Ideally, you should do this exercise in a comfortable position, sitting or lying down. You can also cross your arms over your chest by placing your right hand on your left shoulder and your left hand on your right shoulder, tapping alternately on each shoulder. Choose the method that you feel most comfortable with and that works best for you.
Tap those little taps for about 20-25 seconds (each set) while you become aware of what’s going on in your mind and body. Next, take a deep breath, see how you feel, and start a new set. If the positive feelings increase, continue the exercise for a few more rounds until you reach a state of calm.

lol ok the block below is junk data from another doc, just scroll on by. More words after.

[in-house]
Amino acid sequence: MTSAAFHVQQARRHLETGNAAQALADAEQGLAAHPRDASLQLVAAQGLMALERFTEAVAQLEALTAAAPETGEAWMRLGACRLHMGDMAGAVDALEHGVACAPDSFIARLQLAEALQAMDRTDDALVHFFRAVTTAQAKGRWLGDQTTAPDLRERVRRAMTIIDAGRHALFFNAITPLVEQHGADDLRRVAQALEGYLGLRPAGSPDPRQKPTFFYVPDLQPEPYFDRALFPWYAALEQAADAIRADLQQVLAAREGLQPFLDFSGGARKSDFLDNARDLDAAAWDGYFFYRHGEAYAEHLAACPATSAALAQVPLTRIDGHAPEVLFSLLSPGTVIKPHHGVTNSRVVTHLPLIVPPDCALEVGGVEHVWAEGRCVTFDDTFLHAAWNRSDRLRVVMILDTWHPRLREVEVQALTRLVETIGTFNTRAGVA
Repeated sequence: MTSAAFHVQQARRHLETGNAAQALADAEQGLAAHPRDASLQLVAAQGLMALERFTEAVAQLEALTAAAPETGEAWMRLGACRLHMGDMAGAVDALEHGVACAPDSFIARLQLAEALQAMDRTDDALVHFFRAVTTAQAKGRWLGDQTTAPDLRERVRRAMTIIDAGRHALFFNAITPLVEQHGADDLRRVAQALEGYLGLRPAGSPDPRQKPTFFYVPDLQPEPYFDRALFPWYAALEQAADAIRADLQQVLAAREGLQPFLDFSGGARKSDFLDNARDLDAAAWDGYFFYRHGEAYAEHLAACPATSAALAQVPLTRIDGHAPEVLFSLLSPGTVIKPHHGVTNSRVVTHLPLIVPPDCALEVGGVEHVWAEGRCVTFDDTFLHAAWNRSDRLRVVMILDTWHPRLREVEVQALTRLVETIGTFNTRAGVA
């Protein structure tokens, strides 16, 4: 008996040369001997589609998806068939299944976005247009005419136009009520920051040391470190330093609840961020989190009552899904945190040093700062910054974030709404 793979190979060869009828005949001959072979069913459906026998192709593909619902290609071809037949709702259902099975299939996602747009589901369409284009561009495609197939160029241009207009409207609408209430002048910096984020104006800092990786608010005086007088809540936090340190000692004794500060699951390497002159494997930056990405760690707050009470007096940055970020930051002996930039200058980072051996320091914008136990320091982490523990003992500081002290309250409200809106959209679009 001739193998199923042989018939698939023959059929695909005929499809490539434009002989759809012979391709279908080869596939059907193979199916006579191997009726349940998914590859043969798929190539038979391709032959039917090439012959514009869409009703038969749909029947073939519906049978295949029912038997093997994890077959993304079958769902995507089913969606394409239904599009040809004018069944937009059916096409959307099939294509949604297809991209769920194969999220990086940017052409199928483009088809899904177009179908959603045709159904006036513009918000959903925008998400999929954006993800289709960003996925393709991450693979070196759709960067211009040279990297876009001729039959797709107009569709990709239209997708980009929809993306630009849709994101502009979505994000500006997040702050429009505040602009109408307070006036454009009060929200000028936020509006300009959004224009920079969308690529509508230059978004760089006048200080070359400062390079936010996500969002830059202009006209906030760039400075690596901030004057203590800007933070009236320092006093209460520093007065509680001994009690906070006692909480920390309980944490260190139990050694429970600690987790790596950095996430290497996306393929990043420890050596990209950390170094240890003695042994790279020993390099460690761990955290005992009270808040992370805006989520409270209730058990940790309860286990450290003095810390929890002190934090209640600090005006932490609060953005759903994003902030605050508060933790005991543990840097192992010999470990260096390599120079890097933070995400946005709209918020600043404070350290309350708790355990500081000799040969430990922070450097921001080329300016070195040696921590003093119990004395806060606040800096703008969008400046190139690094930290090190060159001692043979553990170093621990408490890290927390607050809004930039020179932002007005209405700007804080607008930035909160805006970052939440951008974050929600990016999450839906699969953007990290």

To strengthen positive emotions you can visualize a real or imaginary place that makes you feel calm, safe and at peace. Try to recreate that image as realistically as possible and focus on the positive sensations you experience.
Another way to use this exercise to free yourself from situations and sensations that cause you discomfort is to focus on them and move your hands alternately, tapping your fingers on the pectorals, simulating the fluttering of a butterfly. It is important that you remember that you must hit first on one side of the chest and then on the other side, never at the same time.
Artigas, L. & Jarero, I. N. (2022) El Abrazo de la Mariposa Método de Terapia EMDR para la Autoadministración de Estimulación Bilateral. EMDR protocols for prolonged adverse experiences.